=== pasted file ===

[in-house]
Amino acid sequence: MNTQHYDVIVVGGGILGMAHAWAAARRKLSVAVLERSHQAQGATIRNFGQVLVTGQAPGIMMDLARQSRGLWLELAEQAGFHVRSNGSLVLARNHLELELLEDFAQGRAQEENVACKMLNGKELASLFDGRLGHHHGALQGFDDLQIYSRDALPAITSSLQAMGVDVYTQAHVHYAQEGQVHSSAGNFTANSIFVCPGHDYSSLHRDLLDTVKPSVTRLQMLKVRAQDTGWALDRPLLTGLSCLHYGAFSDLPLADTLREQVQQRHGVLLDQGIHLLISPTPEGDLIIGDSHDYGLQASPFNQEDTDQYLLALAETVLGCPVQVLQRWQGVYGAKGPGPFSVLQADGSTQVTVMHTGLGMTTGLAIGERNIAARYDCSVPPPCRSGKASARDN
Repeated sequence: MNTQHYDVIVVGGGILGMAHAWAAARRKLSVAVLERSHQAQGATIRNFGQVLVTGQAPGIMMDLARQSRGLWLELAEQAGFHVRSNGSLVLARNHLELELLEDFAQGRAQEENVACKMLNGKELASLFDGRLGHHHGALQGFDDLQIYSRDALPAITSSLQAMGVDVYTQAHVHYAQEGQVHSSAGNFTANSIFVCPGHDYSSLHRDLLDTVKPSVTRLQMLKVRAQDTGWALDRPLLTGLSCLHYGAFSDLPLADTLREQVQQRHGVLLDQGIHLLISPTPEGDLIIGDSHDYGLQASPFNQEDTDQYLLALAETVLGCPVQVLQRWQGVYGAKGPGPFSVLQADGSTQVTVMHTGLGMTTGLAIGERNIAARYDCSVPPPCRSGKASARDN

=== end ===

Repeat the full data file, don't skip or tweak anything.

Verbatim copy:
[in-house]
Amino acid sequence: MNTQHYDVIVVGGGILGMAHAWAAARRKLSVAVLERSHQAQGATIRNFGQVLVTGQAPGIMMDLARQSRGLWLELAEQAGFHVRSNGSLVLARNHLELELLEDFAQGRAQEENVACKMLNGKELASLFDGRLGHHHGALQGFDDLQIYSRDALPAITSSLQAMGVDVYTQAHVHYAQEGQVHSSAGNFTANSIFVCPGHDYSSLHRDLLDTVKPSVTRLQMLKVRAQDTGWALDRPLLTGLSCLHYGAFSDLPLADTLREQVQQRHGVLLDQGIHLLISPTPEGDLIIGDSHDYGLQASPFNQEDTDQYLLALAETVLGCPVQVLQRWQGVYGAKGPGPFSVLQADGSTQVTVMHTGLGMTTGLAIGERNIAARYDCSVPPPCRSGKASARDN
Repeated sequence: MNTQHYDVIVVGGGILGMAHAWAAARRKLSVAVLERSHQAQGATIRNFGQVLVTGQAPGIMMDLARQSRGLWLELAEQAGFHVRSNGSLVLARNHLELELLEDFAQGRAQEENVACKMLNGKELASLFDGRLGHHHGALQGFDDLQIYSRDALPAITSSLQAMGVDVYTQAHVHYAQEGQVHSSAGNFTANSIFVCPGHDYSSLHRDLLDTVKPSVTRLQMLKVRAQDTGWALDRPLLTGLSCLHYGAFSDLPLADTLREQVQQRHGVLLDQGIHLLISPTPEGDLIIGDSHDYGLQASPFNQEDTDQYLLALAETVLGCPVQVLQRWQGVYGAKGPGPFSVLQADGSTQVTVMHTGLGMTTGLAIGERNIAARYDCSVPPPCRSGKASARDN